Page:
To make the trip perfect, we spent the night in another castle, the delightful Broomhall Castle, a tiny castle that has been converted to a hotel/restaurant. Lovely.

Monday, October 20, 2014

The National Museum of Scotland

I love museums, especially ones that focus on history. There's something incredible about looking at the bones of someone who lived hundreds of years ago and seeing the everyday objects that they used during their lifetime. This photo is the reconstruction of the grave of a early Scottish warrior.
He might have been Pictish, although that was the name given to the early people of Scotland by the Romans and we don't know what they actually called themselves. The Picts fascinate me, perhaps because we know so little about them. They were clearly a distinct people with a distinct language, as in 735, the monk Bede refers to four languages spoken in Britain at the time: British, Scottish, Pictish and English.

Recently researchers have begun to explore the idea that the images and symbols the Picts left behind may actually represent this language. Here's a link to a site that explores this fascinating new perspective on the Picts: It would be wonderful is some day were able to decipher Pictish.

Like other Celtic tribes, the Picts used knotwork designs. Knotwork never fails to affect me. I love how it reflects the interconnectedness of all things and the eternal circle of life.

Irish artistic designs clearly influenced this brooch found in Scotland. In early times, the connections between Scotland and Ireland were probably much stronger than the connections between Scotland and the rest of Britain, as travel and transport by sea was much easier than by land. (I'm not sure it isn't still that way after two weeks of driving in Scotland and Ireland!) No one took more advantage of that fact than the Norse, whose influence on Scotland was profound.

To be continued...

Friday, October 17, 2014

My Celtic Adventures

I've been very neglectful of this blog. This summer I was gardening and as the outdoor season wound down, I was busy planning for a trip to Scotland and Ireland with my daughter. We left on September 27, a day later than planned due to all the flights through Chicago being canceled. Unfortunately, our luggage somehow managed to catch a flight there and would not catch up with us for three more days. After being rerouted through Newark, we arrived in Edinburgh a day late.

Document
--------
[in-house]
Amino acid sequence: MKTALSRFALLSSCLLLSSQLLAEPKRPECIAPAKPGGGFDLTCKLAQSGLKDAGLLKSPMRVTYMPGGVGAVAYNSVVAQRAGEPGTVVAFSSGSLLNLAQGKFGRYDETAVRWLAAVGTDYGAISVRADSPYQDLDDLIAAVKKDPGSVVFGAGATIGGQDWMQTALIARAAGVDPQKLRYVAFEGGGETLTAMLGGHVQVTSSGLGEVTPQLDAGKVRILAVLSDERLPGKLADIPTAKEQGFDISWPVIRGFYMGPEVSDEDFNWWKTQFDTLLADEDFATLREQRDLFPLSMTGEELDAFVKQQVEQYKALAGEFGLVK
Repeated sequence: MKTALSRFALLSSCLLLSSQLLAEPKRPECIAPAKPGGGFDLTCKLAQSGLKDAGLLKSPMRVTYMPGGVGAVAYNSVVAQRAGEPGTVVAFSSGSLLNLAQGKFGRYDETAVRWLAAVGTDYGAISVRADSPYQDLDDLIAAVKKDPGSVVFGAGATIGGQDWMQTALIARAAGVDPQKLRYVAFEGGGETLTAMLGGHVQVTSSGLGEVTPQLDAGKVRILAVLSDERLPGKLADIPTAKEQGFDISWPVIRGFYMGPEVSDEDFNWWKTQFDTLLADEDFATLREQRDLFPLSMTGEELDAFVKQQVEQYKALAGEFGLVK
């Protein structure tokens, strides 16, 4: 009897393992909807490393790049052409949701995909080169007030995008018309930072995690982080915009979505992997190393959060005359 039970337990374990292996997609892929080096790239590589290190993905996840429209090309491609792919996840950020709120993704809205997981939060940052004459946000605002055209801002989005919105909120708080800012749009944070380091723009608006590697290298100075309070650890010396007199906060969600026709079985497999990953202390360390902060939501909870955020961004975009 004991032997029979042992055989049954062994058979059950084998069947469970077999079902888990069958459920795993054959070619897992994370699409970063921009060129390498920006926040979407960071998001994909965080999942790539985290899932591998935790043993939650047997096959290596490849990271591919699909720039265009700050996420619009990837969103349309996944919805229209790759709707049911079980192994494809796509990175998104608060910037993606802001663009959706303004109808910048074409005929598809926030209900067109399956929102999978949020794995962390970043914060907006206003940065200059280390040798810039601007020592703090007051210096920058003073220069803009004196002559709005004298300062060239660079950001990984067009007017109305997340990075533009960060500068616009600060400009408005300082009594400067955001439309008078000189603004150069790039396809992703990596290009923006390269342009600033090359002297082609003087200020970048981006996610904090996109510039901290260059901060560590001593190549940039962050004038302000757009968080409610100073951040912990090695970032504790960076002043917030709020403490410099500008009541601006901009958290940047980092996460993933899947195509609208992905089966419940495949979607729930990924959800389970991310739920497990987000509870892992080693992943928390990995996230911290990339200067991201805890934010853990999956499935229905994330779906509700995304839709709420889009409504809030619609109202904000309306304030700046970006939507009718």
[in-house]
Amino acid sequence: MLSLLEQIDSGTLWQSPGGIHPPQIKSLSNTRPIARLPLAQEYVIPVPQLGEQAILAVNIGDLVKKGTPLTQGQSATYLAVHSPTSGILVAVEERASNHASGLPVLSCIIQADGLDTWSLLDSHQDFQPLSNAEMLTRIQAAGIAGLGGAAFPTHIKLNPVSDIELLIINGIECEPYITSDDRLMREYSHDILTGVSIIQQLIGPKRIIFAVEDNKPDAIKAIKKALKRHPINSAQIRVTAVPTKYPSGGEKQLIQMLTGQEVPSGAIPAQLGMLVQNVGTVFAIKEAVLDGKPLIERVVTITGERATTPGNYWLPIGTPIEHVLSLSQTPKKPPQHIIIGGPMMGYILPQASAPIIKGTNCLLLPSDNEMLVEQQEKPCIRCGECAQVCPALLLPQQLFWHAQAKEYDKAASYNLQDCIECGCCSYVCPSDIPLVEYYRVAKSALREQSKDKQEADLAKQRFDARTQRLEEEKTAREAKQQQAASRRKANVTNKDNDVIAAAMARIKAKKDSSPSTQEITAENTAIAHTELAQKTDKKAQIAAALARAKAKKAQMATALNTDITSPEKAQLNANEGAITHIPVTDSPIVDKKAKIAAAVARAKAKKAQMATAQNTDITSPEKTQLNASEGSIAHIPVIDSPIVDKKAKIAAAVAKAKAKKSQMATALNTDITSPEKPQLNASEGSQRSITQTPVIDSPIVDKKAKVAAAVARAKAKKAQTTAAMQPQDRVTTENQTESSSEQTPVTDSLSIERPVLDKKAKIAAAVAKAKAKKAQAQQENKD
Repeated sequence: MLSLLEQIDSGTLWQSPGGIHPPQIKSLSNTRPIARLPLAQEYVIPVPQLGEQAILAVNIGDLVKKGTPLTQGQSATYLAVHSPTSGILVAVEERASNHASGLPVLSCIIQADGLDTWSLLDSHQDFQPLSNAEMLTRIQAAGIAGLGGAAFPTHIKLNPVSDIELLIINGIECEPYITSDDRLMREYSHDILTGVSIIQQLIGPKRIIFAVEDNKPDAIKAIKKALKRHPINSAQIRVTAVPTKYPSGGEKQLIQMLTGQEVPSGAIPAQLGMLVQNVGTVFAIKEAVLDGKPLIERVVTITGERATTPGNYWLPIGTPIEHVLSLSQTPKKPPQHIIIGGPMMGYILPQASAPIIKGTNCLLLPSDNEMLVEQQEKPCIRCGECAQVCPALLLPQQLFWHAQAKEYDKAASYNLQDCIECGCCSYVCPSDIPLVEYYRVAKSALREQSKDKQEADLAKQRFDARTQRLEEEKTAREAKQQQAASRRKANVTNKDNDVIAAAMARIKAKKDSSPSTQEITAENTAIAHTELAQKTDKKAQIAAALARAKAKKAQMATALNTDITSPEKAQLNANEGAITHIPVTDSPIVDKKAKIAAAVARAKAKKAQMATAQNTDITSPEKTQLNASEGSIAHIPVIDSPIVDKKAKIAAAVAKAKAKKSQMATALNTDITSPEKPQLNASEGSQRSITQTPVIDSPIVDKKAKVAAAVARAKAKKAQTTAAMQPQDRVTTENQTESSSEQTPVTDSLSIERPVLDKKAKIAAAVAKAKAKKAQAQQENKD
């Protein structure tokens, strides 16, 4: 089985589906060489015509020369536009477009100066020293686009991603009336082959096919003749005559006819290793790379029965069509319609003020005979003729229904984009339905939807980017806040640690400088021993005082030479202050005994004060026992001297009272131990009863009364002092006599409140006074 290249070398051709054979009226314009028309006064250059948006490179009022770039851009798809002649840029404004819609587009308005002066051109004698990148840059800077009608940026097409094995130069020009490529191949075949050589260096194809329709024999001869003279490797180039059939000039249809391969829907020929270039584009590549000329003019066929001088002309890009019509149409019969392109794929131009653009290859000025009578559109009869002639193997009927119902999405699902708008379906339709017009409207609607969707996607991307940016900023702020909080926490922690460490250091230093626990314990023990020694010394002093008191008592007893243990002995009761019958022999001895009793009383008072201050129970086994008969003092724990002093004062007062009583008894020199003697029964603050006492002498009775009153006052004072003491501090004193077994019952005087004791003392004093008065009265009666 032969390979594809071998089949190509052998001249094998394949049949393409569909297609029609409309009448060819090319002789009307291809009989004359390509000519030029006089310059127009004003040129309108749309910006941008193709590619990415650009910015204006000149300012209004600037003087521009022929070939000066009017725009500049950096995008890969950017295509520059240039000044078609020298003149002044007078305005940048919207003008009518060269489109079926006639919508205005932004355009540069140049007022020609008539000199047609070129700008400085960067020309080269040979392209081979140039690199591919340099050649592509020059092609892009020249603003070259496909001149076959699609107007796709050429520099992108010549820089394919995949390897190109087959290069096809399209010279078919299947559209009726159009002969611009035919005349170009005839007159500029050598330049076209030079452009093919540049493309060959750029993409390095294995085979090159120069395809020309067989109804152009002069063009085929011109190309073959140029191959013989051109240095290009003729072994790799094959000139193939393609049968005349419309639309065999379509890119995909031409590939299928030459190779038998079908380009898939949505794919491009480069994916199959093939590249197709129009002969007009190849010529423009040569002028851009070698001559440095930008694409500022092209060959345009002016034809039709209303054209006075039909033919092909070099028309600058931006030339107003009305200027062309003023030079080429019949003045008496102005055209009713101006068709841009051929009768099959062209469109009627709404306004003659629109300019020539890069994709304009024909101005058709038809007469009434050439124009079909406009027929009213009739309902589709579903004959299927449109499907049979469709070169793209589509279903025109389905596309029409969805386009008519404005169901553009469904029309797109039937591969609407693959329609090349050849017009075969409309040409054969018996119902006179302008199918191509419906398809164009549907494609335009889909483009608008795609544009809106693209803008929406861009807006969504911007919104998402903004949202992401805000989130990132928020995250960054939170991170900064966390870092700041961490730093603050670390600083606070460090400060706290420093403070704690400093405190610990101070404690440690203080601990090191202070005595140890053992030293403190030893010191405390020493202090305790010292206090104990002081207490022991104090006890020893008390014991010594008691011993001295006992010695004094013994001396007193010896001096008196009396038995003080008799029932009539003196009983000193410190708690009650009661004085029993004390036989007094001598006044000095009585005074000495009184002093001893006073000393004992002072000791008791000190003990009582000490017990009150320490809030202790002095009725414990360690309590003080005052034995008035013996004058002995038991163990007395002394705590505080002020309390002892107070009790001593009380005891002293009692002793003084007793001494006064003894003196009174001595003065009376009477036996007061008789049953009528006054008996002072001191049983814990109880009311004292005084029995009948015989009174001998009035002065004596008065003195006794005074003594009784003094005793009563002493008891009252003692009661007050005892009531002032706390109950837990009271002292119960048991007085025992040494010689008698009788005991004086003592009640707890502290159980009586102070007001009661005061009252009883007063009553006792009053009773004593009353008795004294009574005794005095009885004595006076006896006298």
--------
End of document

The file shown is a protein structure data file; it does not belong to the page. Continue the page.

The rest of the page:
The thing about Edinburgh is that you are constantly reminded how old the city is. Fabulous buildings that would have you gawking in any American city, are, ho hum, everywhere. This splendid edifice is actually a department store, where we went to get an adaptor to make my European voltage converter work in the UK.
Of all the magnificent buildings, none is more impressive than Edinburgh Castle. Built on the crest of an extinct volcano, it towers over the city centre (English spellings always look prettier) austere and grand. Due to lack of time (and a disinclination to stand in line) we didn't tour the castle, but chose instead to visit the National Museum of Scotland.
My favorite display there was the carved effigy of Mary Queen of Scots (She's actually buried in Westminster Abbey only a short distance from her famous sister Elizabeth.) If the effigy is to scale, she was a tiny woman with dainty features and hands.

Although I didn't tour the castle, I very much enjoyed walking through the gardens around the base of it, admiring the lush foliage and the amount of work that must go into maintaining it. Especially the immaculately tended floral clock that actually keeps time.
As one of those people who takes more pleasure from details than massive structures, I found plenty of delightful images in this storied city.

Too soon (of course) we had to bid goodbye to Edinburgh to begin our journey to the highlands. Traveling fortune finally smiled on us as our luggage arrived at the airport a few hours before we were to pick our rental car there.